It appears highly prophetic to find out that the very people who call themselves the keepers of the faith consider themselves above it. They seem to be guarding their own follies from the eyes of world rather than guarding themselves against the temptations and evils that may lead them astray.

The many atrocities mentioned as to have been committed in the name of faith and Islam has no basis in it at all.

For example, the case of the young girl who was punished by death for fornication right after giving birth was a very high act of injustice.

I am sure as those teenage boys had no access to such witnesses considering the girl was completely innocent, her death was not a punishment but instead would be deemed as murder.

It is sad to see that the name of the religion which holds the honour of a woman more precious is being used to guard the false honour of the hypocritical men of the Saudi society.

Islam remains misconstrued and misinterpreted even among the people who speak the language of its holy book. A prime example of this is the treatment of maids as slaves by some of the families.

Considering slavery was outlawed by the mutual agreement of all nations the laws concerning the slaves no longer apply.

However, even if one was to ponder over the matter, countless accounts throughout the lives of the Prophet and early converts shows that kindness and compassion was preached in their treatment instead of cruelty and violence.

Freeing of slaves, whether Muslim or otherwise, was considered a great act of humanity. Moreover, the purchasing of a slave and hiring of maid are two very different things.

The maid is an employee, a free woman, upon whom the employer has no personal right. The Prophet P. This idea seems to be lost to most of the families depicted.

Forgiveness is admired in the religion of Islam yet its followers seem to stubbornly unforgiving it is a shock that they seem to have even a modicum of understanding of their faith, apart from the harsher to harshest punishments that they can execute on those below them in ranks and power.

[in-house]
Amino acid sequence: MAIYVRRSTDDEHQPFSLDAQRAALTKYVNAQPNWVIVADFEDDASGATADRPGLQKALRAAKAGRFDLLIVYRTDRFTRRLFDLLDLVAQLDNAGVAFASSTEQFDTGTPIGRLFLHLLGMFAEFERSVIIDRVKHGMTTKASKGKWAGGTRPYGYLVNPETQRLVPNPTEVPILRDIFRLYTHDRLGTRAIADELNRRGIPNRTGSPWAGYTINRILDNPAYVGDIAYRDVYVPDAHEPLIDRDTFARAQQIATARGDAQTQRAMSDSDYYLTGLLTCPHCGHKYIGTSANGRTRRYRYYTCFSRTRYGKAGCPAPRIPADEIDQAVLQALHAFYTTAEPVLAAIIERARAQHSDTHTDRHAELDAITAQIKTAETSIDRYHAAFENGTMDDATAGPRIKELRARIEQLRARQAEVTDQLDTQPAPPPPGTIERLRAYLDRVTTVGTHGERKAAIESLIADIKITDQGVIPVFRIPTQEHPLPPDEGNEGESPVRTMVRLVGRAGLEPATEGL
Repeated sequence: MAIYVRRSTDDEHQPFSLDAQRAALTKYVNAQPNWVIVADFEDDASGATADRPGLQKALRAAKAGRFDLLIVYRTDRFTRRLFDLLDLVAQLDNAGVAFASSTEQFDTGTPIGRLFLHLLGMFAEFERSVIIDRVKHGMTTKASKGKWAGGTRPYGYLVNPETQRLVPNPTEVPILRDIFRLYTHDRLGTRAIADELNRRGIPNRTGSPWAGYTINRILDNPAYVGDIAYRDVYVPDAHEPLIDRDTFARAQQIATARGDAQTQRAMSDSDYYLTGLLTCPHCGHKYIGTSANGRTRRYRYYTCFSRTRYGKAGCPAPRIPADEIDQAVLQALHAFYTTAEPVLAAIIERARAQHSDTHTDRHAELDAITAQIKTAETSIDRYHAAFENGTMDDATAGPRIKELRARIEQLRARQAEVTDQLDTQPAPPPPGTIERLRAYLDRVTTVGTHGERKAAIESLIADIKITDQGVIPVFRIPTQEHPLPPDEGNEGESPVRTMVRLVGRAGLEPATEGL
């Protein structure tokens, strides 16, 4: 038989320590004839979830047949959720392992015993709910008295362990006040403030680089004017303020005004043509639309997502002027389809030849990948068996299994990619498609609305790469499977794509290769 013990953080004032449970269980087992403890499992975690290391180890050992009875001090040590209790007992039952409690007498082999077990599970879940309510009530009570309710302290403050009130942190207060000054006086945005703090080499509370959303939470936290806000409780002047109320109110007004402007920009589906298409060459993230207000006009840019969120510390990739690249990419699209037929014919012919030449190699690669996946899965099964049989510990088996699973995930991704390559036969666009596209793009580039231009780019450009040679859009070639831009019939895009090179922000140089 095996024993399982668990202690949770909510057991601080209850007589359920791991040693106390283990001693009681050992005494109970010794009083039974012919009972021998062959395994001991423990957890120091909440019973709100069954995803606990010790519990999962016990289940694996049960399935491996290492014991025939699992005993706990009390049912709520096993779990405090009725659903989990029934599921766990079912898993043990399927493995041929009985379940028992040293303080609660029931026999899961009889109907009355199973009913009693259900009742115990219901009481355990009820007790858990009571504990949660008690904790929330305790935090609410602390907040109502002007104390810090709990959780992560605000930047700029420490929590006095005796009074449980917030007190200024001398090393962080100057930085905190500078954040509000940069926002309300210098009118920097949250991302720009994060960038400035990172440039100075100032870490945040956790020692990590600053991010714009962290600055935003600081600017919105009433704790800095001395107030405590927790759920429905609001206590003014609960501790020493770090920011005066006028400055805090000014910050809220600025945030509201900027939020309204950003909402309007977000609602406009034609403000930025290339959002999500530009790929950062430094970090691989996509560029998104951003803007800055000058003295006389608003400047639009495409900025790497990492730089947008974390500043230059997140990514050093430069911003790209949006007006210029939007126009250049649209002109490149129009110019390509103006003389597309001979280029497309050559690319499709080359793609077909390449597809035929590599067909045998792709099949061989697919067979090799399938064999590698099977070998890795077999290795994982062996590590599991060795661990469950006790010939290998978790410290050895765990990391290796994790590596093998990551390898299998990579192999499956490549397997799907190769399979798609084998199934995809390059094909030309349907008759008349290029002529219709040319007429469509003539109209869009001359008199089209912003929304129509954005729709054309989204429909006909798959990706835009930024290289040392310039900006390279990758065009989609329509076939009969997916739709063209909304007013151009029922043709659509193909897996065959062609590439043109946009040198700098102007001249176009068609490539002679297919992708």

The laws that apply to women also apply to men yet only the women seem to be punished and the men forgotten.

A land which is the home of the religion of justice breeds so much injustice, it is unfathomable.

The education of women was encouraged by the Prophet P. How will she learn to manage and teach her children without having a firm grounding herself?

No one seems to notice this. This book raises a number of questions, including its authenticity, I have to admit. I felt that there is enough truth in the words of the author about the conditions of the Saudi women and society that they cannot be ignored.

The treatment of women in Saudi Arabia breaches all forms of human rights and cross all borders of humanity!

Hypocrisy should not rule any land which runs under the banner of the great religion of Islam and sadly that is all it does!!!

Apr 06, Suzannah added it Shelves: biography , non-fiction. Years ago I read Bojidar Marinov's article "Civilisation and Self-Control" , which agreed with, and expanded upon, some things I'd already read on Islamic views of sexuality.

It's the kind of article that sums up some startling insights in a very concise way, and as a result I never felt I really understood it. Until I read this book.

Princess , by Jean Sasson, purports to be the memoir of an anonymous woman from the Saudi royal family, passionate about changing the oppressed status of women in her Years ago I read Bojidar Marinov's article "Civilisation and Self-Control" , which agreed with, and expanded upon, some things I'd already read on Islamic views of sexuality.

Princess , by Jean Sasson, purports to be the memoir of an anonymous woman from the Saudi royal family, passionate about changing the oppressed status of women in her country.

First off, this book is actually terrifying - it nearly gave me nightmares. Once again, while reading the memoir of women in repressive Islamic regimes, I found myself thinking "Who needs dystopian fiction?

By the end of the book, Princess Sultana reflects sadly that there is not a single man in her life whom she is able to trust or respect.

I'm profoundly grateful that this is not true of me. Amidst all my sorrow and anger while reading this book, I am more convinced than ever that what the oppressed women of the world truly need is not feminism, but the Gospel.

As Sultana reflects after winning a major battle, "I had found that there is little joy derived from forcing a man to do what is right.